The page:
What Does an Inclusive Classroom Look Like?

Hands reaching in

If you are reading this post, you are probably searching for information to make sure that your child or someone very special to you is receiving the best educational services possible to meet their individual needs. Thank you for being an advocate for effective inclusive practice.

What is inclusion, and what does inclusion look like in classrooms?  Simply stated, inclusion is about ALL students belonging!

Decisions are made on the basis of student needs and not on labels and places.

  • The general education classroom at the student’s enrolled grade level is the reference point for student-specific planning.
  • Expectations are high.
  • Instruction is based on the curriculum standards adopted by the school or state. There is not a separate curriculum.
  • Individualized supports are available when needed.

I like to think that effective inclusion is about names, the uniqueness of every child, and not numbers or scores.  It’s about student needs, and not the labels often attached to individual students.  And, effective inclusion is about the services provided rather than the places where those services are offered.

Not Labels, Needs. Not Numbers, Names. Not Places, Services

Let’s first consider the quality standards for an inclusive school and classroom by asking the following questions.

Instructional Setting

  • Are students educated at the same school they would attend if they did not have a disability?
  • Is the general education classroom at their enrolled grade-level the first consideration when the instructional setting is discussed?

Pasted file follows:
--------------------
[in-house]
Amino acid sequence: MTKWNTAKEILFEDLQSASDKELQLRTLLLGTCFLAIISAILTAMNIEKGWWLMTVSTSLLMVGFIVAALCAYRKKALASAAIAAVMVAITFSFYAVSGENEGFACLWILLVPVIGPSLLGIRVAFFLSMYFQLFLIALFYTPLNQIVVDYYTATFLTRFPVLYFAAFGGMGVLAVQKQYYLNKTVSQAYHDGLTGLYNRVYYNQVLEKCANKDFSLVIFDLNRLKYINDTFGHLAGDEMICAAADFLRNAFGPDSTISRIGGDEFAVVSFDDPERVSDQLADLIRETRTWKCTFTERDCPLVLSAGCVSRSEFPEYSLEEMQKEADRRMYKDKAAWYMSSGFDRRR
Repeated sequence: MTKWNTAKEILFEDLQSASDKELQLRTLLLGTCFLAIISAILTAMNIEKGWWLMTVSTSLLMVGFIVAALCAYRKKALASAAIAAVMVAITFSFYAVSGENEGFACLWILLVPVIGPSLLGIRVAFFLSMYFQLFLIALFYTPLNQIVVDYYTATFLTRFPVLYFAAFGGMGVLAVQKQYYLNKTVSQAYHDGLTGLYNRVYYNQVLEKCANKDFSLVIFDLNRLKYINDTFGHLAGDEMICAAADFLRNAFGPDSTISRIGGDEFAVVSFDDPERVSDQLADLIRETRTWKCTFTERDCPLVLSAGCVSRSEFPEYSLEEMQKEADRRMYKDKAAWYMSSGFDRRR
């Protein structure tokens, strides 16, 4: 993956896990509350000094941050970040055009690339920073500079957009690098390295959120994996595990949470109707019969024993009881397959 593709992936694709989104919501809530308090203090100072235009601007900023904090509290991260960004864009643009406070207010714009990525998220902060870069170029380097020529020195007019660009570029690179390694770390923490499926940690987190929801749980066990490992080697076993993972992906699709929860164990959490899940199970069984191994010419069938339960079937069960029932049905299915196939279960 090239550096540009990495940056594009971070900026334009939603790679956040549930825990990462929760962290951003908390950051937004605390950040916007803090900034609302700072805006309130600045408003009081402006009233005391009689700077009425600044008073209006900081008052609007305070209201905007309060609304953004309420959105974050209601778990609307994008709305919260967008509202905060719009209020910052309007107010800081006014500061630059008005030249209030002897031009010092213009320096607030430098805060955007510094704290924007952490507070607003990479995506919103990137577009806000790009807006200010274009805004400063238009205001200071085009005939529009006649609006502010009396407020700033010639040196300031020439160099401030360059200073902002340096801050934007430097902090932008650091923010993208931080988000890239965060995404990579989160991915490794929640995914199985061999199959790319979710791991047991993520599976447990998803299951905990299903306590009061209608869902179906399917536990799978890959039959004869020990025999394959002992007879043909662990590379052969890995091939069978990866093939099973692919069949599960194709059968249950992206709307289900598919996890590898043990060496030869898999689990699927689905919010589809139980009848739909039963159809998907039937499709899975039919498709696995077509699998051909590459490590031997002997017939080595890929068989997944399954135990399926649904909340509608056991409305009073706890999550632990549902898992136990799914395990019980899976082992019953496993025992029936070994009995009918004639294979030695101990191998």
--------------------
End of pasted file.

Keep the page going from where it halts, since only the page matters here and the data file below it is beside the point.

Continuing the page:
• Are special education instructional settings, if located outside of the general education classroom, placed throughout the school building within age, grade, or department appropriate areas?
  • Are the facilities used by special populations students comparable to those used by general education students?
  • Is the classroom arrangement organized so as to support access for all students?
  • Is the classroom climate inviting and welcoming and supportive of all learners?
  • Are decisions about instructional setting determined on the basis of student needs rather than labels or available services?


  • Is there a vision of shared ownership where all students are considered “our students”?
  • Are general education and special populations teachers members of grade level/department teams, and do they regularly plan together?
  • Are all faculty members knowledgeable of each of their student’s Individualized Education Program (IEP) and/or Behavior Intervention Plan (BIP)?


  • Do teachers use a variety of research-based instructional strategies such as multi-level instruction, cooperative learning, activity-based instruction, etc. to reach all students?
  • Is differentiated instruction the predominant instructional methodology used in classrooms rather than lecture-based instruction?
  • Do teachers understand the difference between accommodations and modifications?
  • Is there a campus-wide behavioral support system in place at the school?
  • Do teachers have a variety of rich resources, materials, and technology to support all learners?

Continuum of Support

  • Are external supports provided in advance of instruction to promote student success?